More Year of the Bay History Mysteries Solved

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Our July 15 #historymystery, from the San Francisco Public Library. All that we knew about this photo was the general neighborhood of San Francisco's Bayview/Hunter's Point.

Here is a peek into another one of our Year of the Bay history mysteries, and the fantastic feedback users like you have contributed so far.

Our #historymystery from July 15th, contributed by the San Francisco Public Library’s History Center, depicts a crowd of people gathering around a ship docked somewhere in San Francisco’s Hunters Point neighborhood, precise date and location unknown. Judging by the crowd the photo, the decorations on the ship, and the photographer present to capture the event, it appears to depict a launch party of sorts. But when was it?

Detail of a photographer capturing the festivities in our mystery photo.

Our friends over at the California Historical Society have been diligently sharing our mysteries with their community, and we received some great information about the steamer in the photo from one of their followers, Ramona Walker. Ramona discovered that the ship, seen as the “Fort Sutter” in the photo, took passengers from San Francisco through the Delta to Sacramento. Also, she discovered it’s launch date! Here is an excerpt from the article she found, from a series about the history of the Sacramento River:

“…the four-deck steamer Fort Sutter, which was built by Sacramento Bay Shipbuilders, was constructed two years following the building of the Capital City. In a well attended event held in San Francisco on Nov. 11, 1912, the Capital City left its shore while Eva Lowry, winner of a Sacramento High School contest for the best essay about John A. Sutter, broke a Sacramento Valley Winery champagne bottle over the steamer’s bow. Prior to breaking the bottle, Lowry raised it above her head and said, “I christen thee Fort Sutter.””

Could this be the date of our photograph? David Gallagher, from the wonderful Western Neighborhoods Project, then chimed in with even more great sources about the Fort Sutter’s launch:

Excerpt from an article about the Fort Sutter's launch in the San Francisco Call, Volume 112, Number 165, 12 November 1912 (click image for full article).

Some details about the Fort Sutter from the article: “The Fort Sutter measures 1,200 tons gross and is a duplicate of the Capital City, which was built at the same yard in 1910. The interior finishing is mahogany, birch and white cedar. The social hall is lighted by an art glass dome. 30 feet long. Passengers are afforded every comfort and luxury possible in a floating hotel. There is hot and cold running water in every stateroom and the suites are provided with private bathrooms.”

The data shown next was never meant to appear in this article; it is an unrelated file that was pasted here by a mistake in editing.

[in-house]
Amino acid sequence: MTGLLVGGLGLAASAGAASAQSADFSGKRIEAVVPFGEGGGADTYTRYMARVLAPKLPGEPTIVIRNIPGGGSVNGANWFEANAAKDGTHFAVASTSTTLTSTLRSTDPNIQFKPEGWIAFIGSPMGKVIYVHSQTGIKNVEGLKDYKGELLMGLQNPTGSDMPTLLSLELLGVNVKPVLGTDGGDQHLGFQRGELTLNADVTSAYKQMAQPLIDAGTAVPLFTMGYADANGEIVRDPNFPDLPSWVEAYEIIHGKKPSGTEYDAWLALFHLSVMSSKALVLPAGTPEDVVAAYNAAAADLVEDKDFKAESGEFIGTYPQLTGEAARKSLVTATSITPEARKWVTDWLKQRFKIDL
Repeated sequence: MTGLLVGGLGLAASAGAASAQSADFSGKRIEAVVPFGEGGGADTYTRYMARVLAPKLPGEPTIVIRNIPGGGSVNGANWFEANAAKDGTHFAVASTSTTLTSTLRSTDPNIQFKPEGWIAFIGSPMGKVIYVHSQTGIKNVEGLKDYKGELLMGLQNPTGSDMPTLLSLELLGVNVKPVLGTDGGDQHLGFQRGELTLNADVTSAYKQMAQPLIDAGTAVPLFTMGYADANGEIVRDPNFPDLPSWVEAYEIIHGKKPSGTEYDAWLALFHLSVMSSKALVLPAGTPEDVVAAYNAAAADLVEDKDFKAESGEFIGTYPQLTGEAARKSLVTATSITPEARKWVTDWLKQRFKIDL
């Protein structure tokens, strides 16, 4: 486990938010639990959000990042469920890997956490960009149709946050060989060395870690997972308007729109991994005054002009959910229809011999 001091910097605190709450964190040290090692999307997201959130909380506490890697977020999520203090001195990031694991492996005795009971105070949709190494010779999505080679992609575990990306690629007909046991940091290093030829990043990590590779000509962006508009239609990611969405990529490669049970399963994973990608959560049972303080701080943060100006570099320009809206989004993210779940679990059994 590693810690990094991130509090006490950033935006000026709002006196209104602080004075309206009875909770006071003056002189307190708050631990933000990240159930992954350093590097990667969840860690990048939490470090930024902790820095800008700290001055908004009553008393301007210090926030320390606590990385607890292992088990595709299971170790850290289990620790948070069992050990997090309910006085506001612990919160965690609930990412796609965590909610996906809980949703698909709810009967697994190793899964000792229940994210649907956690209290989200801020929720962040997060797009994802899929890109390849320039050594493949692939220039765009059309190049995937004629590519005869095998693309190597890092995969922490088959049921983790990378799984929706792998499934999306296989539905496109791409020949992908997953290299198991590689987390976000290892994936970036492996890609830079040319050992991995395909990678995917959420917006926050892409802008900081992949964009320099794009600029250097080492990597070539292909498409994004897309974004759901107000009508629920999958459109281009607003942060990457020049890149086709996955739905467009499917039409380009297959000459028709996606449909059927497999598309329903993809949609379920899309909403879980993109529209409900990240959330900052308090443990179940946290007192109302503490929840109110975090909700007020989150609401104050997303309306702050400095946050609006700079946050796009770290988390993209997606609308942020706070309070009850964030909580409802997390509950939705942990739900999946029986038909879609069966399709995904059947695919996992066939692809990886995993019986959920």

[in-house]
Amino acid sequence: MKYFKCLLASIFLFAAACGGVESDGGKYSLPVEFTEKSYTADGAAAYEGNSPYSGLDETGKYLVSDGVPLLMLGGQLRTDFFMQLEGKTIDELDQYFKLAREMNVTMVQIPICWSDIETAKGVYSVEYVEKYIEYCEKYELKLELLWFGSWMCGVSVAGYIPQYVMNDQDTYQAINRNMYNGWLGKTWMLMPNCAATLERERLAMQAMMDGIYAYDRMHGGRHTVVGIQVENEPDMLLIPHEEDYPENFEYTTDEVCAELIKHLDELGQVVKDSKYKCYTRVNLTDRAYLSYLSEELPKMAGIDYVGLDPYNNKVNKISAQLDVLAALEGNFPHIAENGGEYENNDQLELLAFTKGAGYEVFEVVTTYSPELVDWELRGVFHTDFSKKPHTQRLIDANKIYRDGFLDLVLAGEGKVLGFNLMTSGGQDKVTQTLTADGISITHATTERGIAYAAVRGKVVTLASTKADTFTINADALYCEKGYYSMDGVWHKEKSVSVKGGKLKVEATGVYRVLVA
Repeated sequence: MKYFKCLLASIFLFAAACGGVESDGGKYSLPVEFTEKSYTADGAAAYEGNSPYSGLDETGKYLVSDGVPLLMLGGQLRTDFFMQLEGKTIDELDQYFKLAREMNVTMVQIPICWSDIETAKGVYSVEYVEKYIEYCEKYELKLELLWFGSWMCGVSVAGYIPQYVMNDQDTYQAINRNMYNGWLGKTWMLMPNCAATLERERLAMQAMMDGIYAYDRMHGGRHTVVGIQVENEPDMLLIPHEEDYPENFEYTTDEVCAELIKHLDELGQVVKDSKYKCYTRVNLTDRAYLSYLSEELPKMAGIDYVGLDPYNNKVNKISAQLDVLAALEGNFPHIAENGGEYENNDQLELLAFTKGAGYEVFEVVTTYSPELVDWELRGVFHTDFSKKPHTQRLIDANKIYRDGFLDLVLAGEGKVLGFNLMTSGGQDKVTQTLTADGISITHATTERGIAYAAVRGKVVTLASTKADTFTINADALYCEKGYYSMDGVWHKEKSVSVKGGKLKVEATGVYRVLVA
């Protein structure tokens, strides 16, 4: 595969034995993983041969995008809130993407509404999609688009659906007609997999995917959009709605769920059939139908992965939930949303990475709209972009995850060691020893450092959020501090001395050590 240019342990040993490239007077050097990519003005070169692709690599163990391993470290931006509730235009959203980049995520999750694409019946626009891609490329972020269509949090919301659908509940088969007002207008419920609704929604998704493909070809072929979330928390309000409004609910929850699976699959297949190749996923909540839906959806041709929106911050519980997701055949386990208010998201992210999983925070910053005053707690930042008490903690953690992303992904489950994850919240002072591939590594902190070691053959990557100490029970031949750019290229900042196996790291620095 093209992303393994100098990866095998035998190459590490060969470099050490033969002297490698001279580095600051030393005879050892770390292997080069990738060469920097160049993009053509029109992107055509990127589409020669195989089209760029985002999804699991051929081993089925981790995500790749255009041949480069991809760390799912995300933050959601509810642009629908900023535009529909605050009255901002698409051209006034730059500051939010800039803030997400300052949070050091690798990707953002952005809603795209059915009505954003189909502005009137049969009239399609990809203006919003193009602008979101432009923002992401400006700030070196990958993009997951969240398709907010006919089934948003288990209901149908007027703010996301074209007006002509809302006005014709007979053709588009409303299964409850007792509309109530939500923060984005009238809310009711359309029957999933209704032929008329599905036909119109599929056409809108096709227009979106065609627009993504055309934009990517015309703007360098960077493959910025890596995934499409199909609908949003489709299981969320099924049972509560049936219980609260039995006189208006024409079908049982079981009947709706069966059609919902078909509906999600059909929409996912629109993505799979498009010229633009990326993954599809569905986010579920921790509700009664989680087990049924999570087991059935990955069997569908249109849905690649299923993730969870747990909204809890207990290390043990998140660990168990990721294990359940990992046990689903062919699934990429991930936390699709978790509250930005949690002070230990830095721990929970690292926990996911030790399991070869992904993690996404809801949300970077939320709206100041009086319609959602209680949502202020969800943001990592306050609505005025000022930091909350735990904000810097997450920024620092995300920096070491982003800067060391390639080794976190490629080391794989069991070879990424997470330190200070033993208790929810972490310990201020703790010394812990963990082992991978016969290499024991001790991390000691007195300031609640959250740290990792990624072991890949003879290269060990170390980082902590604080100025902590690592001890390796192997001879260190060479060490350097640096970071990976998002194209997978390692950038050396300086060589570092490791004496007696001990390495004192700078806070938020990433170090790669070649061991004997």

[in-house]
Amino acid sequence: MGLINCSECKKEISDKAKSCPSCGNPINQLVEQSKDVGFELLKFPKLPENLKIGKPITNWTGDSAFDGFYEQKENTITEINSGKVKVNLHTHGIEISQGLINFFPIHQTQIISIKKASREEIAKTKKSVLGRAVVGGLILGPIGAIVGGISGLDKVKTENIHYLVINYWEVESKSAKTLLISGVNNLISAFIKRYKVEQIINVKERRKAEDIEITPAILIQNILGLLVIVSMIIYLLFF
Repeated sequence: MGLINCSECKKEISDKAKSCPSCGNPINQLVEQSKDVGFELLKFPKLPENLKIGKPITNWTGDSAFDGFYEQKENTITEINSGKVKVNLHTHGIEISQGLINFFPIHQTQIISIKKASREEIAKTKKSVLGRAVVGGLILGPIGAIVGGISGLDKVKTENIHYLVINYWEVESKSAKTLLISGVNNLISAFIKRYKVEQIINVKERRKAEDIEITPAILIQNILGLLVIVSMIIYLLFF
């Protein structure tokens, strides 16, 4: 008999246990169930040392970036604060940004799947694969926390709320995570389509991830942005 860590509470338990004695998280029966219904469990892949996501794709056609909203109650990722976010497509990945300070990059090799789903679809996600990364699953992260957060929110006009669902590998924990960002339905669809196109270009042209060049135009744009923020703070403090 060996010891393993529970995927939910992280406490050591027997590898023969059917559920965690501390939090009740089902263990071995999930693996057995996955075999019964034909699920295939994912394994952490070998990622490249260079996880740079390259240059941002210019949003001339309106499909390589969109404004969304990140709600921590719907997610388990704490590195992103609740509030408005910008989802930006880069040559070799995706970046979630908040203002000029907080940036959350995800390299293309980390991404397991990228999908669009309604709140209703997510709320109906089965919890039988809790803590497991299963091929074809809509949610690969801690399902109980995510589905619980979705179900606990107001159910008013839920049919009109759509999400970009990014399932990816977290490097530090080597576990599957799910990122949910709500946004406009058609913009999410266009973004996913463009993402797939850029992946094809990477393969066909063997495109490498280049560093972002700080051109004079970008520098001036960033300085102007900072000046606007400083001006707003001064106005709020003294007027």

Excerpt from the 1913 San Francisco City Directory, which shows the Fort Sutter's shipbuilding firm of Schultze, Robertson & Schultze (click for source).

Gallagher discovered from the above San Francisco Call article that the Fort Sutter was built by the shipbuilding firm of Schultze, Robertson & Schultze, and thus looked up their business in San Francisco’s old City Directories, now online. Their address was listed at 1151 Evans Ave., which is indeed close to the Hunter’s Point area, the only original piece of information we had from the San Francisco Public Library. This is where, according to the same Call article Gallagher found, the launch of the Fort Sutter took place in November 11, 1912.

The original location of the Schultze, Robertson & Schultze shipbuilding firm, close to the San Francisco Bay.
The firm's location on a more zoomed-out map of San Francisco.
All that remains around the area today.

Now we can change the caption of our photo: “Crowds watch the launching of the Fort Sutter from the shipyard where it was built in San Francisco’s Bayview/Hunter’s Point neighborhood, on November 11, 1912.” It’s pin has been updated with this and more.

A bonus source from Ramona, who also found this photo of the Fort Sutter later in its life, from the Sacramento Public Library:

The Fort Sutter in 1947, still painted in wartime grey. From the Sacramento Public Library .

Thanks to Ramona and David for giving us so much new information about our mystery photo! We went from knowing virtually nothing about it to having a precise date, location, and context.

Our history mysteries are truly a collaborative effort, and a great way to get in touch with our wonderful Historypin community. Very soon we envision Historypin becoming a hub for this type of crowdsourcing, with mysteries solved every day!

You can find all of our past history mysteries on our Facebook page, with the hashtag #historymystery. Explore and give your feedback, there are always more stories to tell about them!